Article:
From ancient times, all parts of this fruit were used in traditional Malaysian medicine to treat a variety of illnesses, including high fever, jaundice and skin conditions. Our-days-research found plenty of advantages of durian. First of all, it reduces cancer risk, as its antioxidants may neutralize cancer-promoting free radicals, or even that durian extract prevents a strain of breast cancer cells from spreading. Secondly, it prevents heart disease, as several compounds in durian may help to lower cholesterol levels and decrease the risk of atherosclerosis, or the hardening of the arteries. Also, it fights infections – the rind contains antibacterialand anti-yeast properties. And finally, it can lower the level of the blood sugar, as durian has a lower glycemic index than other tropical fruits, meaning it may lead to a lower blood sugar spike. It may also prevent some glucose from being absorbed and stimulate insulin to be released.

But be careful! Don’t mix durian with alcohol. According to some studies, this fruit contains compounds that may prevent alcohol from being fully metabolized, causing symptoms such as nausea and vomiting.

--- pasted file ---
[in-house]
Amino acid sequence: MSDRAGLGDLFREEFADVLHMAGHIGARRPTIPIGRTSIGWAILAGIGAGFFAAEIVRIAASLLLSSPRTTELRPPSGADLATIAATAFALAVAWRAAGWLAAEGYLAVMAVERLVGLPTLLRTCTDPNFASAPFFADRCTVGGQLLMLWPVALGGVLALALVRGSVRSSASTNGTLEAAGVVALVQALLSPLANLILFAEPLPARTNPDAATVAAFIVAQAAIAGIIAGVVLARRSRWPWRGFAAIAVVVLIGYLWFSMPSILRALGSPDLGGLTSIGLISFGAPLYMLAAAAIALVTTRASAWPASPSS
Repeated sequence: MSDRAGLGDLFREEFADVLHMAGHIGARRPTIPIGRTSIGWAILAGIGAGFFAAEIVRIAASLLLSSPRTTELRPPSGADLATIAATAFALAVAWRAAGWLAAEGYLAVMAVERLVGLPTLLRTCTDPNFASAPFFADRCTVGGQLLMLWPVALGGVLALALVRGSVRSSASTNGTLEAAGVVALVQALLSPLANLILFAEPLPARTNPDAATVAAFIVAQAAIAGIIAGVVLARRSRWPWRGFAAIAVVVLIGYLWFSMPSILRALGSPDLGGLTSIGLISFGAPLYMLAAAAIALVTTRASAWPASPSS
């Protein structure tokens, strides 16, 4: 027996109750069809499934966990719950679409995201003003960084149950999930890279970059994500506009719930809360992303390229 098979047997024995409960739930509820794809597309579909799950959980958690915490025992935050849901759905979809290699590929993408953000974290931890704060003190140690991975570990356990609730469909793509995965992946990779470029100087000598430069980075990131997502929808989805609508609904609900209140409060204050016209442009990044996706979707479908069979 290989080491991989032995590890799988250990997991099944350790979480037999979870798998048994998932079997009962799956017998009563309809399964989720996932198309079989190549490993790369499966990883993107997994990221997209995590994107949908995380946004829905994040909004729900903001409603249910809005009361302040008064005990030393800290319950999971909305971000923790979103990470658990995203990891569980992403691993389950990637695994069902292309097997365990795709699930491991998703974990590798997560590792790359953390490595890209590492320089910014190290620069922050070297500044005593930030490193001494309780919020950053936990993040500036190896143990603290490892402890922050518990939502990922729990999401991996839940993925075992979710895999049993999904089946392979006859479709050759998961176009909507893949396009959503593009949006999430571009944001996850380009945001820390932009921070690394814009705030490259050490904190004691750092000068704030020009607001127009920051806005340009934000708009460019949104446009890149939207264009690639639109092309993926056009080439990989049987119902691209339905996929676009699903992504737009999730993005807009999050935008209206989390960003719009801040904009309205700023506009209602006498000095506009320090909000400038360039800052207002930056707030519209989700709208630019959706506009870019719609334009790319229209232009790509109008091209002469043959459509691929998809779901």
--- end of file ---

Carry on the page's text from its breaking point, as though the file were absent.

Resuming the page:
There are no exact ways to choose the “right” durian, as it depends on person’s taste. “If the durians are relatively young, the flesh inside will be crisp in texture and the flavor will be mild (which may be preferable if this is the first time you’re trying durian). The fruit is ripe when the husk begins to crack open on its own, and some people let it ripen beyond that until the flesh is creamy, slightly alcoholic, and strongly aromatic. Overall, look for a big, strong stem to indicate freshness, and make sure you can hear the seeds inside when you shake it” (wikihow.com).